Does Kindergarten Need Cops?
The youngest schoolkids are acting out in really outrageous ways. Why?
By CLAUDIA WALLIS
Sunday, Dec. 07, 2003
Temper tantrums are nothing new in kindergarten and first grade, but the behavior of a 6-year-old girl this fall at a school in Fort Worth, Texas, had even the most experienced staff members wanting to run for cover. Asked to put a toy away, the youngster began to scream. Told to calm down, she knocked over her desk and crawled under the teacher's desk, kicking it and dumping out the contents of the drawers. Then things really began to deteriorate. Still shrieking, the child stood up and began hurling books at her terrified classmates, who had to be ushered from the room to safety.
Just a bad day at school? More like a bad season. The desk-dumping incident followed scores of other outrageous acts by some of the youngest Fort Worth students at schools across the district. Among them: a 6-year-old who told his teacher to "shut up, bitch," a first-grader whose fits of anger ended with his peeling off his clothes and throwing them at the school psychologist, and hysterical kindergartners who bit teachers so hard they left tooth marks.
"I'm clearly seeing an increasing number of kindergartners and first-graders coming to our attention for aggressive behavior," says Michael Parker, program director of psychological services at the Fort Worth Independent School District, which serves 80,000 students. The incidents have occurred not only in low-income urban schools but in middle-class areas as well. Says Parker: "We're talking about serious talking back to teachers, profanity, even biting, kicking and hitting adults, and we're seeing it in 5-year-olds." And these are not the kids who have been formally labeled emotionally disturbed, says Nekedria Clark, who works in Parker's department. "We have our E.D. kids, and then we have our b-a-d kids."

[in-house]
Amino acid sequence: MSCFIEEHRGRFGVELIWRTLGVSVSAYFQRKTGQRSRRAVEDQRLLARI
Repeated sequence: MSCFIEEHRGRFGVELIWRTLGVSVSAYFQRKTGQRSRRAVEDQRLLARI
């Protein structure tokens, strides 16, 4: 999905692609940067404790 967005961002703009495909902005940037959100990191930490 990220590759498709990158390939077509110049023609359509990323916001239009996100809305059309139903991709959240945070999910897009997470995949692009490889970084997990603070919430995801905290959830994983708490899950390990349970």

The alarming trend has been confirmed by Partnership for Children, a local child-advocacy group that has just completed a survey of child-care centers, elementary schools and pediatricians throughout Tarrant County, which includes Forth Worth and suburban Arlington. The final report is due out in January, but a preliminary version obtained by Time shows that 93% of the 39 schools that responded to the survey said kindergartners today have "more emotional and behavioral problems" than were seen five years ago. More than half the day-care centers said "incidents of rage and anger" had increased over the past three years. "We're talking about children—a 3-year-old in one instance—who will take a fork and stab another child in the forehead. We're talking about a wide range of explosive behaviors, and it's a growing problem," says John Ross, who oversaw the survey.